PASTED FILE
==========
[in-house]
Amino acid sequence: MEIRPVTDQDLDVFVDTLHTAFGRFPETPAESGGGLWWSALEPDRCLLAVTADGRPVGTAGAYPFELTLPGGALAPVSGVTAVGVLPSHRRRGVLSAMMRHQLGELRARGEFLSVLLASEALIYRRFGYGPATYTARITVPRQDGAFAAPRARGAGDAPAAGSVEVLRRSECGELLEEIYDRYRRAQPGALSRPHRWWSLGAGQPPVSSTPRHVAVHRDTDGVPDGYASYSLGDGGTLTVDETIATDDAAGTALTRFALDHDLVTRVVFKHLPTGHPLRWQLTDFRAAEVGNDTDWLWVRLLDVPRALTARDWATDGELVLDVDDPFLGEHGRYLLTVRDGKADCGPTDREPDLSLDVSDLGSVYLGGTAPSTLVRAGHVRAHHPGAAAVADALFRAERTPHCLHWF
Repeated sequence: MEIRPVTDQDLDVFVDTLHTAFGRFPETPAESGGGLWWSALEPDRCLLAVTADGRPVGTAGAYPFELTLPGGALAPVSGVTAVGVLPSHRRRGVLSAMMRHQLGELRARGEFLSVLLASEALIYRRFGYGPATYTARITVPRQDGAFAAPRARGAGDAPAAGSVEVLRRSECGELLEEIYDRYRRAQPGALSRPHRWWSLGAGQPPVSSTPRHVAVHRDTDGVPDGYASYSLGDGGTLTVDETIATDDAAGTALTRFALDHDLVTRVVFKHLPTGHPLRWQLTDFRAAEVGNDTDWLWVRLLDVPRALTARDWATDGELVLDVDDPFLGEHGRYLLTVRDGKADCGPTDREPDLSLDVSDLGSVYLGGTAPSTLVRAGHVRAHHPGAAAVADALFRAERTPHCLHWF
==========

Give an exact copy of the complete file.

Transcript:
[in-house]
Amino acid sequence: MEIRPVTDQDLDVFVDTLHTAFGRFPETPAESGGGLWWSALEPDRCLLAVTADGRPVGTAGAYPFELTLPGGALAPVSGVTAVGVLPSHRRRGVLSAMMRHQLGELRARGEFLSVLLASEALIYRRFGYGPATYTARITVPRQDGAFAAPRARGAGDAPAAGSVEVLRRSECGELLEEIYDRYRRAQPGALSRPHRWWSLGAGQPPVSSTPRHVAVHRDTDGVPDGYASYSLGDGGTLTVDETIATDDAAGTALTRFALDHDLVTRVVFKHLPTGHPLRWQLTDFRAAEVGNDTDWLWVRLLDVPRALTARDWATDGELVLDVDDPFLGEHGRYLLTVRDGKADCGPTDREPDLSLDVSDLGSVYLGGTAPSTLVRAGHVRAHHPGAAAVADALFRAERTPHCLHWF
Repeated sequence: MEIRPVTDQDLDVFVDTLHTAFGRFPETPAESGGGLWWSALEPDRCLLAVTADGRPVGTAGAYPFELTLPGGALAPVSGVTAVGVLPSHRRRGVLSAMMRHQLGELRARGEFLSVLLASEALIYRRFGYGPATYTARITVPRQDGAFAAPRARGAGDAPAAGSVEVLRRSECGELLEEIYDRYRRAQPGALSRPHRWWSLGAGQPPVSSTPRHVAVHRDTDGVPDGYASYSLGDGGTLTVDETIATDDAAGTALTRFALDHDLVTRVVFKHLPTGHPLRWQLTDFRAAEVGNDTDWLWVRLLDVPRALTARDWATDGELVLDVDDPFLGEHGRYLLTVRDGKADCGPTDREPDLSLDVSDLGSVYLGGTAPSTLVRAGHVRAHHPGAAAVADALFRAERTPHCLHWF